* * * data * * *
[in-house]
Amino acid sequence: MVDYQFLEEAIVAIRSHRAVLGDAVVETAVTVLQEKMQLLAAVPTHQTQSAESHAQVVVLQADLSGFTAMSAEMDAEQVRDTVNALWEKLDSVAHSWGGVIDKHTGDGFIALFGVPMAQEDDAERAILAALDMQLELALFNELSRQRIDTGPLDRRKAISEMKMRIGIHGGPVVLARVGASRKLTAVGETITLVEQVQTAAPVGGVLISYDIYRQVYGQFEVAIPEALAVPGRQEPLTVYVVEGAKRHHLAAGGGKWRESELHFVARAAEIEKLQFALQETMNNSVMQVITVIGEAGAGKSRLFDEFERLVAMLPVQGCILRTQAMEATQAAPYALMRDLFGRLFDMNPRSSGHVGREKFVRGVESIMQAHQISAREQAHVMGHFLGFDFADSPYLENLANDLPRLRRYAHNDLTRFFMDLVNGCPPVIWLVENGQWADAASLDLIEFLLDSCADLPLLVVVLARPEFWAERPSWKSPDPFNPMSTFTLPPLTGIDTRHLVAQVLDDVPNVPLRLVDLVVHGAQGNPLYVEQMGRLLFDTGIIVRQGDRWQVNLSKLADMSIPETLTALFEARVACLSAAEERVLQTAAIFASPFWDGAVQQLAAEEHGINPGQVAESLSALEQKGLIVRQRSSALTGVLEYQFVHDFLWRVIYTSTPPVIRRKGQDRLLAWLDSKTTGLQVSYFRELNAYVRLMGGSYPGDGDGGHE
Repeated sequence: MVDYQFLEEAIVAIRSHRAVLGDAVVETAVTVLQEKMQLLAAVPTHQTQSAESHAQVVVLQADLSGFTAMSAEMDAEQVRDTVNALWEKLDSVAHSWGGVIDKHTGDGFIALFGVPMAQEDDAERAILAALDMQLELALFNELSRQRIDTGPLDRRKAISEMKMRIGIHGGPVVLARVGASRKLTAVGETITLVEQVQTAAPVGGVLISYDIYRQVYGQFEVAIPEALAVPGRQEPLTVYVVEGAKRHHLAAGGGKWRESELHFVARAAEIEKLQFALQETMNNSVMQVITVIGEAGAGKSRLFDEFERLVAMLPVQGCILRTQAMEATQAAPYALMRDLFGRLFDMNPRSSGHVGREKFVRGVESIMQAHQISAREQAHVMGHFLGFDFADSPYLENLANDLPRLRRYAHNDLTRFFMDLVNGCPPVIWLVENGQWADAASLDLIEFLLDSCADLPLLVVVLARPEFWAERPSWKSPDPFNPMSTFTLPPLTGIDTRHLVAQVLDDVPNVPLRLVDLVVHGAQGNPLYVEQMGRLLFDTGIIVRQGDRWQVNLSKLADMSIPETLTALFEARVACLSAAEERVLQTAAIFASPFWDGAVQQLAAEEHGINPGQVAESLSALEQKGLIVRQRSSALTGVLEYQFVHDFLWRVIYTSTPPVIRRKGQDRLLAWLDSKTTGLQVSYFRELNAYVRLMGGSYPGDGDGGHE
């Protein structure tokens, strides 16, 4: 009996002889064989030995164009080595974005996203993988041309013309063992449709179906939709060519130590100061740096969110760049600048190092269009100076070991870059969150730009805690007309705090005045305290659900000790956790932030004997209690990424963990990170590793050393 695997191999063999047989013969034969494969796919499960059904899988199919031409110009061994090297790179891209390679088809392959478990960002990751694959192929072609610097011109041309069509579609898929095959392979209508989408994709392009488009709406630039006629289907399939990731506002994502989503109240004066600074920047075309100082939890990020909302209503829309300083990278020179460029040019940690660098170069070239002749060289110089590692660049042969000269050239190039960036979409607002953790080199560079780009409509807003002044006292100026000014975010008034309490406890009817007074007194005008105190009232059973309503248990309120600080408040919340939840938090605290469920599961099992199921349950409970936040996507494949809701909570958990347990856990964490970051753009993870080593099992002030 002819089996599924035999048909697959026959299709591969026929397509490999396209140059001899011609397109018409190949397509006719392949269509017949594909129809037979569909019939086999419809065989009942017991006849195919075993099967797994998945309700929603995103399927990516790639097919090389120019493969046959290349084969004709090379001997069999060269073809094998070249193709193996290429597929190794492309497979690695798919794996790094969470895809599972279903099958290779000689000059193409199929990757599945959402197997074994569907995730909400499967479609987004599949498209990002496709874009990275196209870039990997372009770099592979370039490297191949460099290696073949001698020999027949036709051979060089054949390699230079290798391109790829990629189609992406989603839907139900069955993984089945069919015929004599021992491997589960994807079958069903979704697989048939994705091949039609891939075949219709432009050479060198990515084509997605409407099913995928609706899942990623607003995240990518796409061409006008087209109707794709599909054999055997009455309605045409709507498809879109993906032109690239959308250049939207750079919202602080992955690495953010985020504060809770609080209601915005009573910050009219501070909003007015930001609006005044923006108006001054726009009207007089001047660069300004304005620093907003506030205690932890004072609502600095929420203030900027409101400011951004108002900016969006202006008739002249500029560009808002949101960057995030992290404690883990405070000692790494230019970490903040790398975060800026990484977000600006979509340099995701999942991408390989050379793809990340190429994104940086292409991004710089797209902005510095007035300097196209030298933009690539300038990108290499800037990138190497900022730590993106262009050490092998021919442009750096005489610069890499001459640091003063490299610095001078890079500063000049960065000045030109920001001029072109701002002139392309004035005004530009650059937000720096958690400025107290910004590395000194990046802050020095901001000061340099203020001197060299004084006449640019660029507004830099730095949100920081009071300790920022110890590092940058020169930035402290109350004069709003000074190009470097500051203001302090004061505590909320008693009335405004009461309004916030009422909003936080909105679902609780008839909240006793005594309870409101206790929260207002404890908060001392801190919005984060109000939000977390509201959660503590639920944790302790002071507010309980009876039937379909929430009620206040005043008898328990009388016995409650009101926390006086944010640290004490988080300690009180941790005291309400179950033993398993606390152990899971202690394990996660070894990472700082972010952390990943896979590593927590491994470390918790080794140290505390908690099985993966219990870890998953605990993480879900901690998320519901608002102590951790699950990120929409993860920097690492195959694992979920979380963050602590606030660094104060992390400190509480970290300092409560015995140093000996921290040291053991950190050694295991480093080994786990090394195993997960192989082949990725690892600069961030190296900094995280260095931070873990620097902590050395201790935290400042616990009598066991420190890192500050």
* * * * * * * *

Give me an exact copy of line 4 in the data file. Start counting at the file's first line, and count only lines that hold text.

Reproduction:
């Protein structure tokens, strides 16, 4: 009996002889064989030995164009080595974005996203993988041309013309063992449709179906939709060519130590100061740096969110760049600048190092269009100076070991870059969150730009805690007309705090005045305290659900000790956790932030004997209690990424963990990170590793050393 695997191999063999047989013969034969494969796919499960059904899988199919031409110009061994090297790179891209390679088809392959478990960002990751694959192929072609610097011109041309069509579609898929095959392979209508989408994709392009488009709406630039006629289907399939990731506002994502989503109240004066600074920047075309100082939890990020909302209503829309300083990278020179460029040019940690660098170069070239002749060289110089590692660049042969000269050239190039960036979409607002953790080199560079780009409509807003002044006292100026000014975010008034309490406890009817007074007194005008105190009232059973309503248990309120600080408040919340939840938090605290469920599961099992199921349950409970936040996507494949809701909570958990347990856990964490970051753009993870080593099992002030 002819089996599924035999048909697959026959299709591969026929397509490999396209140059001899011609397109018409190949397509006719392949269509017949594909129809037979569909019939086999419809065989009942017991006849195919075993099967797994998945309700929603995103399927990516790639097919090389120019493969046959290349084969004709090379001997069999060269073809094998070249193709193996290429597929190794492309497979690695798919794996790094969470895809599972279903099958290779000689000059193409199929990757599945959402197997074994569907995730909400499967479609987004599949498209990002496709874009990275196209870039990997372009770099592979370039490297191949460099290696073949001698020999027949036709051979060089054949390699230079290798391109790829990629189609992406989603839907139900069955993984089945069919015929004599021992491997589960994807079958069903979704697989048939994705091949039609891939075949219709432009050479060198990515084509997605409407099913995928609706899942990623607003995240990518796409061409006008087209109707794709599909054999055997009455309605045409709507498809879109993906032109690239959308250049939207750079919202602080992955690495953010985020504060809770609080209601915005009573910050009219501070909003007015930001609006005044923006108006001054726009009207007089001047660069300004304005620093907003506030205690932890004072609502600095929420203030900027409101400011951004108002900016969006202006008739002249500029560009808002949101960057995030992290404690883990405070000692790494230019970490903040790398975060800026990484977000600006979509340099995701999942991408390989050379793809990340190429994104940086292409991004710089797209902005510095007035300097196209030298933009690539300038990108290499800037990138190497900022730590993106262009050490092998021919442009750096005489610069890499001459640091003063490299610095001078890079500063000049960065000045030109920001001029072109701002002139392309004035005004530009650059937000720096958690400025107290910004590395000194990046802050020095901001000061340099203020001197060299004084006449640019660029507004830099730095949100920081009071300790920022110890590092940058020169930035402290109350004069709003000074190009470097500051203001302090004061505590909320008693009335405004009461309004916030009422909003936080909105679902609780008839909240006793005594309870409101206790929260207002404890908060001392801190919005984060109000939000977390509201959660503590639920944790302790002071507010309980009876039937379909929430009620206040005043008898328990009388016995409650009101926390006086944010640290004490988080300690009180941790005291309400179950033993398993606390152990899971202690394990996660070894990472700082972010952390990943896979590593927590491994470390918790080794140290505390908690099985993966219990870890998953605990993480879900901690998320519901608002102590951790699950990120929409993860920097690492195959694992979920979380963050602590606030660094104060992390400190509480970290300092409560015995140093000996921290040291053991950190050694295991480093080994786990090394195993997960192989082949990725690892600069961030190296900094995280260095931070873990620097902590050395201790935290400042616990009598066991420190890192500050």